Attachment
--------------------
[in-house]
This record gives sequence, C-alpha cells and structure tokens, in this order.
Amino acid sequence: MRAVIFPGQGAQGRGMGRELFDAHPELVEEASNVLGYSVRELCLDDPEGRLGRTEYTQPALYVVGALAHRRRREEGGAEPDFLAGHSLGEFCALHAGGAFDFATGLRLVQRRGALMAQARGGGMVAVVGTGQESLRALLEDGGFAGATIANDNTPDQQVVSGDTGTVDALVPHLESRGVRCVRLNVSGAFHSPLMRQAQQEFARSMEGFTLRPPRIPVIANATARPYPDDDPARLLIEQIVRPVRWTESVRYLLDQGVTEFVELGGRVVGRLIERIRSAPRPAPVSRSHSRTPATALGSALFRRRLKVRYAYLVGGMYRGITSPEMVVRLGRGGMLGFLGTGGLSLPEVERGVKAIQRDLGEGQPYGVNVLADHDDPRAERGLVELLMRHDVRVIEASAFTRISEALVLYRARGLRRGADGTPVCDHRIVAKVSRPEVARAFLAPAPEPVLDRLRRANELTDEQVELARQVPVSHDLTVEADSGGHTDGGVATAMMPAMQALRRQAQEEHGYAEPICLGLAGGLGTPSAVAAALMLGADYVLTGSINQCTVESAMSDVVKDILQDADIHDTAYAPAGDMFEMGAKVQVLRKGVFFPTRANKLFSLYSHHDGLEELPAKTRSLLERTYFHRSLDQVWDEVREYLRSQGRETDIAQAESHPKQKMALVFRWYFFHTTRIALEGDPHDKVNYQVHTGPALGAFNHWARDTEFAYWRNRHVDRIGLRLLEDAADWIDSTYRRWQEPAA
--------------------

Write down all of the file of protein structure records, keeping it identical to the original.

[in-house]
This record gives sequence, C-alpha cells and structure tokens, in this order.
Amino acid sequence: MRAVIFPGQGAQGRGMGRELFDAHPELVEEASNVLGYSVRELCLDDPEGRLGRTEYTQPALYVVGALAHRRRREEGGAEPDFLAGHSLGEFCALHAGGAFDFATGLRLVQRRGALMAQARGGGMVAVVGTGQESLRALLEDGGFAGATIANDNTPDQQVVSGDTGTVDALVPHLESRGVRCVRLNVSGAFHSPLMRQAQQEFARSMEGFTLRPPRIPVIANATARPYPDDDPARLLIEQIVRPVRWTESVRYLLDQGVTEFVELGGRVVGRLIERIRSAPRPAPVSRSHSRTPATALGSALFRRRLKVRYAYLVGGMYRGITSPEMVVRLGRGGMLGFLGTGGLSLPEVERGVKAIQRDLGEGQPYGVNVLADHDDPRAERGLVELLMRHDVRVIEASAFTRISEALVLYRARGLRRGADGTPVCDHRIVAKVSRPEVARAFLAPAPEPVLDRLRRANELTDEQVELARQVPVSHDLTVEADSGGHTDGGVATAMMPAMQALRRQAQEEHGYAEPICLGLAGGLGTPSAVAAALMLGADYVLTGSINQCTVESAMSDVVKDILQDADIHDTAYAPAGDMFEMGAKVQVLRKGVFFPTRANKLFSLYSHHDGLEELPAKTRSLLERTYFHRSLDQVWDEVREYLRSQGRETDIAQAESHPKQKMALVFRWYFFHTTRIALEGDPHDKVNYQVHTGPALGAFNHWARDTEFAYWRNRHVDRIGLRLLEDAADWIDSTYRRWQEPAA